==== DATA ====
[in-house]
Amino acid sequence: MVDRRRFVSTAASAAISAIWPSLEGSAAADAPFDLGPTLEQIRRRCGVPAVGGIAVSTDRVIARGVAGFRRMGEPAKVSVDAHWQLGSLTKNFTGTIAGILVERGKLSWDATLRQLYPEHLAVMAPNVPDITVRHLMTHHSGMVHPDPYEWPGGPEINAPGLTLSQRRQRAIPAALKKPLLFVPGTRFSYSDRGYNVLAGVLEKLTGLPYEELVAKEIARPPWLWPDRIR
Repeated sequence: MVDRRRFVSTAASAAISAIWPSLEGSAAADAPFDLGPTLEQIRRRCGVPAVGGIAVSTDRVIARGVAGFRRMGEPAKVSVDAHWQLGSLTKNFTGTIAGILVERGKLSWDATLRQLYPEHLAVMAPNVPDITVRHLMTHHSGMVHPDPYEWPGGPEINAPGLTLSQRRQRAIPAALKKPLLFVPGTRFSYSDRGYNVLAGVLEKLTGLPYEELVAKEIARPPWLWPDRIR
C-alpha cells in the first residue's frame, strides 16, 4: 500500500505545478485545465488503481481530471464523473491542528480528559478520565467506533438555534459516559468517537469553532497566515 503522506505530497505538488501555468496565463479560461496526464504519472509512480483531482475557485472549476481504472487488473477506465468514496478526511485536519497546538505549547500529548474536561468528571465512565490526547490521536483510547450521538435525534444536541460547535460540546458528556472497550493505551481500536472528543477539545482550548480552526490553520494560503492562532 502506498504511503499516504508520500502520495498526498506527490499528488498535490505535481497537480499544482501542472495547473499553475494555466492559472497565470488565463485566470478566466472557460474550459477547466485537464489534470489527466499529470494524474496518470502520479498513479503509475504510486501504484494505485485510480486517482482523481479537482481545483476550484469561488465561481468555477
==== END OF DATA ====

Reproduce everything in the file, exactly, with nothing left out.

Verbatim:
[in-house]
Amino acid sequence: MVDRRRFVSTAASAAISAIWPSLEGSAAADAPFDLGPTLEQIRRRCGVPAVGGIAVSTDRVIARGVAGFRRMGEPAKVSVDAHWQLGSLTKNFTGTIAGILVERGKLSWDATLRQLYPEHLAVMAPNVPDITVRHLMTHHSGMVHPDPYEWPGGPEINAPGLTLSQRRQRAIPAALKKPLLFVPGTRFSYSDRGYNVLAGVLEKLTGLPYEELVAKEIARPPWLWPDRIR
Repeated sequence: MVDRRRFVSTAASAAISAIWPSLEGSAAADAPFDLGPTLEQIRRRCGVPAVGGIAVSTDRVIARGVAGFRRMGEPAKVSVDAHWQLGSLTKNFTGTIAGILVERGKLSWDATLRQLYPEHLAVMAPNVPDITVRHLMTHHSGMVHPDPYEWPGGPEINAPGLTLSQRRQRAIPAALKKPLLFVPGTRFSYSDRGYNVLAGVLEKLTGLPYEELVAKEIARPPWLWPDRIR
C-alpha cells in the first residue's frame, strides 16, 4: 500500500505545478485545465488503481481530471464523473491542528480528559478520565467506533438555534459516559468517537469553532497566515 503522506505530497505538488501555468496565463479560461496526464504519472509512480483531482475557485472549476481504472487488473477506465468514496478526511485536519497546538505549547500529548474536561468528571465512565490526547490521536483510547450521538435525534444536541460547535460540546458528556472497550493505551481500536472528543477539545482550548480552526490553520494560503492562532 502506498504511503499516504508520500502520495498526498506527490499528488498535490505535481497537480499544482501542472495547473499553475494555466492559472497565470488565463485566470478566466472557460474550459477547466485537464489534470489527466499529470494524474496518470502520479498513479503509475504510486501504484494505485485510480486517482482523481479537482481545483476550484469561488465561481468555477